Oliver Sacks was an incredible man. The neurologist, writer and naturalist forced us all to rethink our understanding of the brain with his absorbing medical case studies and books. He showed a real empathy towards his patients at a time when the establishment were sceptical about such treatment. Now he is the focus of Oliver Sacks: His Own Life, a documentary that while solid, is sometimes not fit to hold a candle to its extraordinary subject.
Ric Burns directs this film, capturing Sacks at a prescient time. Sacks had just finished writing his memoir and had received a terminal cancer diagnosis. The filmmaker would pack in hours’ worth of interviews with Sacks at the doctor’s apartment. This means that the proceedings are often a first-hand account not dissimilar to Tuesdays with Morrie.
The film also features archive footage including photos of a young Sacks who left London to live in the US. He would become obsessed with motorcycles and bodybuilding. He also had some struggles, including an addiction to amphetamines and issues with his sexuality. His mother, an Orthodox Jew, called Sacks an abomination.
There are also interviews with writers Johnathan Miller and Paul Theroux, which feature alongside Sacks’ own storytelling. Temple Grandin describes how she felt understood by Sacks after he wrote about her and her autism diagnosis. Some of the sweetest scenes are when Sacks’ long-term partner Billy Hayes is interviewed. It is uplifting that the pair found each other and fell in love, even if this was quite late in life.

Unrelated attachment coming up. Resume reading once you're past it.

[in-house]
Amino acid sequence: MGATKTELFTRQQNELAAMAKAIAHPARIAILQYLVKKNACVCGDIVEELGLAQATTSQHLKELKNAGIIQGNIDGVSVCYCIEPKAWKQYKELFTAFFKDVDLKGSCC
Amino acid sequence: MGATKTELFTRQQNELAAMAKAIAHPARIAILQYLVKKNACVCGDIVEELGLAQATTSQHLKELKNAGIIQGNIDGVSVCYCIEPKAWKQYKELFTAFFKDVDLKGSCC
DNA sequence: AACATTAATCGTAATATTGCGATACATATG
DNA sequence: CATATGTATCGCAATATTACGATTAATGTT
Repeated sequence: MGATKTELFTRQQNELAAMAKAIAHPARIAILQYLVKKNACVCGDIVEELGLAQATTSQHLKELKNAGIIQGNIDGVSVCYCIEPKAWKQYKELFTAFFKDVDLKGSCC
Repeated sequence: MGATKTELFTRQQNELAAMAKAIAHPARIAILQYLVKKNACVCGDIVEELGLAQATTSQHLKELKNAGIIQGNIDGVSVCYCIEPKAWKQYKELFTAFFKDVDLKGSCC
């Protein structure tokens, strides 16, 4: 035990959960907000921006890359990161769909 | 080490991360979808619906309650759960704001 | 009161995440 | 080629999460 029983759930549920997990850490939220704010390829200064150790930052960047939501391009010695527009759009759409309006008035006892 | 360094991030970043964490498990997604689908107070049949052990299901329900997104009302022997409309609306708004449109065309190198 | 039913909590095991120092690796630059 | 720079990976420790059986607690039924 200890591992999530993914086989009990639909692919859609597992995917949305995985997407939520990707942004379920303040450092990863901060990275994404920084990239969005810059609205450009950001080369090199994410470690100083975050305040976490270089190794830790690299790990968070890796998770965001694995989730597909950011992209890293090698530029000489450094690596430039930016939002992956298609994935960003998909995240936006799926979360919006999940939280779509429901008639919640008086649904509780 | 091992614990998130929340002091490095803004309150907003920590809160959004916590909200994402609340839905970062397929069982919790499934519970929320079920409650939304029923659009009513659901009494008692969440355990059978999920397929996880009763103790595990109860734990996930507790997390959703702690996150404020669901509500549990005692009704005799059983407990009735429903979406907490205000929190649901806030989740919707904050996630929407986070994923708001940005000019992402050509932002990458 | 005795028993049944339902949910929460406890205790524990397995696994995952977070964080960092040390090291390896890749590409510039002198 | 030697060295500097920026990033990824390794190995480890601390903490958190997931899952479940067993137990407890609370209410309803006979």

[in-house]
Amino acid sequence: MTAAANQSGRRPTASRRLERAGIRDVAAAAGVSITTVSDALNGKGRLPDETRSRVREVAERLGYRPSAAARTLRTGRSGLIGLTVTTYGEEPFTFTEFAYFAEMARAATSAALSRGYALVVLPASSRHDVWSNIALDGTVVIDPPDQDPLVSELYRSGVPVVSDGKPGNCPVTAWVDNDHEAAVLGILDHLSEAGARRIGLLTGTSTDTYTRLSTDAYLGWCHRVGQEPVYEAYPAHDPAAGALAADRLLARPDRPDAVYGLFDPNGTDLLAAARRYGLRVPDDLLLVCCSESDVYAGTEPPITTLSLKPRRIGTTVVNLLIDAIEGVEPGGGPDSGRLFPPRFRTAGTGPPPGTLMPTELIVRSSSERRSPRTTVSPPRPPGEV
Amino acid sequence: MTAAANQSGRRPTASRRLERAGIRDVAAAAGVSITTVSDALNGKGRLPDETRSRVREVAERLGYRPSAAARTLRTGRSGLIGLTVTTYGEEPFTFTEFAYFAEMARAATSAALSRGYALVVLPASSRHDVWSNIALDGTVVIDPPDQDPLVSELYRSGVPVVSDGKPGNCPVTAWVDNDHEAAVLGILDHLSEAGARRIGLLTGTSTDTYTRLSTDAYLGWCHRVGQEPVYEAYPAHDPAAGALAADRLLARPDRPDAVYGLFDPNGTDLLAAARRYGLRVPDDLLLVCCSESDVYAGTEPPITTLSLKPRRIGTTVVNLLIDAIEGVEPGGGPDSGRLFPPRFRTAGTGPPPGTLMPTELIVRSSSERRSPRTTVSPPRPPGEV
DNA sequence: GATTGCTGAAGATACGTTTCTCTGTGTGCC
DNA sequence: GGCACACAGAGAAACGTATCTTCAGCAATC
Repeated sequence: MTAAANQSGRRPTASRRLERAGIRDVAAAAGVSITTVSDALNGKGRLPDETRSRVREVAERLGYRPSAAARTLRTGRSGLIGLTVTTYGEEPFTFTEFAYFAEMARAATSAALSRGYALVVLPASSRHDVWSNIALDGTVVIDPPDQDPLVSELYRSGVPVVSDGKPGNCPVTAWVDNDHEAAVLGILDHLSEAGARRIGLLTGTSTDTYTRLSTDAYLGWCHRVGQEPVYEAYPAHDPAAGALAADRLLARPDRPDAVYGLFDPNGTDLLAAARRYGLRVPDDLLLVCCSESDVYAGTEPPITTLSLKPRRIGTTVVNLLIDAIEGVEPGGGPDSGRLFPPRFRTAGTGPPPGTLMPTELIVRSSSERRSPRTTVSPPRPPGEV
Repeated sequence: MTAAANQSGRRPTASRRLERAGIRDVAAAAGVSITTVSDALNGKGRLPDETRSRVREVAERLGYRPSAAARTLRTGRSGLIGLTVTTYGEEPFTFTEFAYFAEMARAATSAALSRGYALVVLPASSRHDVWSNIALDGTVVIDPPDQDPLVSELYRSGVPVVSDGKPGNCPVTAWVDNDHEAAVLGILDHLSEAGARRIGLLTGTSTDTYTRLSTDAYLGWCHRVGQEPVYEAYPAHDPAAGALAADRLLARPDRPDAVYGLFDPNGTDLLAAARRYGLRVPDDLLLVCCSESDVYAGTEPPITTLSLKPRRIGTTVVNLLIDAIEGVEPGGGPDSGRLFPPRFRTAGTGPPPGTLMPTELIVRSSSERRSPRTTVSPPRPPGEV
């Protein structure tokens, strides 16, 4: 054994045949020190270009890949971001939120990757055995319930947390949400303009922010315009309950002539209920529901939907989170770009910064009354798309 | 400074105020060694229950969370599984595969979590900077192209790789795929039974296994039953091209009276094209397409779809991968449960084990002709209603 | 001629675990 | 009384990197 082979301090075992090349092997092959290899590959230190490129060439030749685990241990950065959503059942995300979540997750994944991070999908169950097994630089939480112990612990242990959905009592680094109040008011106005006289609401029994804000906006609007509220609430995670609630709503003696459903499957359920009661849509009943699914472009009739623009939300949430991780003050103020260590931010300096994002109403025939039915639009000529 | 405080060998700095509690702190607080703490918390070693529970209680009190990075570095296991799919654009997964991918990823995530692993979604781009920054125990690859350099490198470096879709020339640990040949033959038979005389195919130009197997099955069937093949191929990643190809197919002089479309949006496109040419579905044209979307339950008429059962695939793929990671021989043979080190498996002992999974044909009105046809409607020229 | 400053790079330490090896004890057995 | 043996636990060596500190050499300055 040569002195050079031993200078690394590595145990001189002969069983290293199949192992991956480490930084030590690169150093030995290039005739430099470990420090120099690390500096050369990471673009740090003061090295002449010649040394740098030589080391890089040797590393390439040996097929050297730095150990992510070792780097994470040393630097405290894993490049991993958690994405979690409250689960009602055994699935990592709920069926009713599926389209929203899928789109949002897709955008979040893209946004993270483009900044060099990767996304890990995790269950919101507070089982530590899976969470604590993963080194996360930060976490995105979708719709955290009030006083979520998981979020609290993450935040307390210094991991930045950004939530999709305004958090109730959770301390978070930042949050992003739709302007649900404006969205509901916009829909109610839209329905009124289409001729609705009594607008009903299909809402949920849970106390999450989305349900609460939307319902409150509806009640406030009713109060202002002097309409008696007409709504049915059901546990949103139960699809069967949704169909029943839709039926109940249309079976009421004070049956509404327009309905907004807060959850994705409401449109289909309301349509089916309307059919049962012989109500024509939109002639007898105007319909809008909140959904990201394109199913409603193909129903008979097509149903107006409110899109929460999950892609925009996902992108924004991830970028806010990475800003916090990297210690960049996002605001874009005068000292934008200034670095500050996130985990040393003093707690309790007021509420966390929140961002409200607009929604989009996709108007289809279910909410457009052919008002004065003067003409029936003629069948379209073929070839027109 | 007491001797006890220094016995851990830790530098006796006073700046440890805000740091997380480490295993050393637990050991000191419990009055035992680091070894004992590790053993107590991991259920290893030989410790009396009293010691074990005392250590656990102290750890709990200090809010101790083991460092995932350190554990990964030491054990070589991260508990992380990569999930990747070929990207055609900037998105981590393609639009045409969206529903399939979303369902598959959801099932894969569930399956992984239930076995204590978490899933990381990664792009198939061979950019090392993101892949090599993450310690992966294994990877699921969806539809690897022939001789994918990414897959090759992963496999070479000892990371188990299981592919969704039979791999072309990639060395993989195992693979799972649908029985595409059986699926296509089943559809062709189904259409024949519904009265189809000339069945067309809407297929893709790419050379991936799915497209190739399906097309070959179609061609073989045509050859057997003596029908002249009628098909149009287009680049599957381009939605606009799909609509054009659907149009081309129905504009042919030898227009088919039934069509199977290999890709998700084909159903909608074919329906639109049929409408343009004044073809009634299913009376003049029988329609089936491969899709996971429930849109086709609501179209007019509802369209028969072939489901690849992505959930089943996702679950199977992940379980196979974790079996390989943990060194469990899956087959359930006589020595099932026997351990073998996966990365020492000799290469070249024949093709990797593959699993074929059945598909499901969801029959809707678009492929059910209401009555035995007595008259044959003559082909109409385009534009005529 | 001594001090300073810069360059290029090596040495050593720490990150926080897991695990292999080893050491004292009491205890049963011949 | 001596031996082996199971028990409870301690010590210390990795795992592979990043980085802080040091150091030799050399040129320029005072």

Sacks would write the book Awakenings which was made into a film starring Robin Williams about his experimental work prescribing L-DOPA to patients who had been in vegetative states for decades. He is also well known for writing The Man Who Mistook His Wife for a Hat. Sacks showed lots of humanity for his patients because he had seen how his brother with schizophrenia had been treated by the medical profession when they were both young.
That said, Sacks is a self-effacing subject, and the documentary is certainly no hagiography. Audiences learn about Sacks’ failures, as well as his successes.
Oliver Sacks: His Own Life is an interesting documentary but that was always going to be the case given the subject matter. Sacks achieved a lot in his amazing career and this film does cover aspects of that, though sometimes feels like it drags on beyond its almost two hour runtime. A great man who wrote some ground-breaking books, this documentary is a good primer to his life.
REVIEW SCORE: THREE STARS (OUT OF FIVE).
Oliver Sacks: His Own Life opens in cinemas on December 3.